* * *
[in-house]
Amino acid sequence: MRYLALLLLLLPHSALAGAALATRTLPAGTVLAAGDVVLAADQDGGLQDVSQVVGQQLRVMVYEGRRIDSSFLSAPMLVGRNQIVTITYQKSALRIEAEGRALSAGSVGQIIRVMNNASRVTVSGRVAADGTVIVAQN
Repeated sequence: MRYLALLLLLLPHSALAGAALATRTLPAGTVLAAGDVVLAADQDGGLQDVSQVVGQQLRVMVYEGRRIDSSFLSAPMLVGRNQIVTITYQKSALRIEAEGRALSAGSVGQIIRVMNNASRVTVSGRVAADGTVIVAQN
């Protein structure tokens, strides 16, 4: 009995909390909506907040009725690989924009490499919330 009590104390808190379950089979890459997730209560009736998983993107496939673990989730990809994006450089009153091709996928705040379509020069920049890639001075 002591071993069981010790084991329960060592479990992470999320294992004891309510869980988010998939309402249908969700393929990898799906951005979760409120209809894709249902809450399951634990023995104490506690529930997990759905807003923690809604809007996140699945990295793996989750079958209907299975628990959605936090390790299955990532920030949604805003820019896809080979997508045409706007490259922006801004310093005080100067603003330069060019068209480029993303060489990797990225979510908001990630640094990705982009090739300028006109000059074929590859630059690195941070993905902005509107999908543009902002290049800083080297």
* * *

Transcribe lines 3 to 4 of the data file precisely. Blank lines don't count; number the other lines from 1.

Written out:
Repeated sequence: MRYLALLLLLLPHSALAGAALATRTLPAGTVLAAGDVVLAADQDGGLQDVSQVVGQQLRVMVYEGRRIDSSFLSAPMLVGRNQIVTITYQKSALRIEAEGRALSAGSVGQIIRVMNNASRVTVSGRVAADGTVIVAQN
């Protein structure tokens, strides 16, 4: 009995909390909506907040009725690989924009490499919330 009590104390808190379950089979890459997730209560009736998983993107496939673990989730990809994006450089009153091709996928705040379509020069920049890639001075 002591071993069981010790084991329960060592479990992470999320294992004891309510869980988010998939309402249908969700393929990898799906951005979760409120209809894709249902809450399951634990023995104490506690529930997990759905807003923690809604809007996140699945990295793996989750079958209907299975628990959605936090390790299955990532920030949604805003820019896809080979997508045409706007490259922006801004310093005080100067603003330069060019068209480029993303060489990797990225979510908001990630640094990705982009090739300028006109000059074929590859630059690195941070993905902005509107999908543009902002290049800083080297």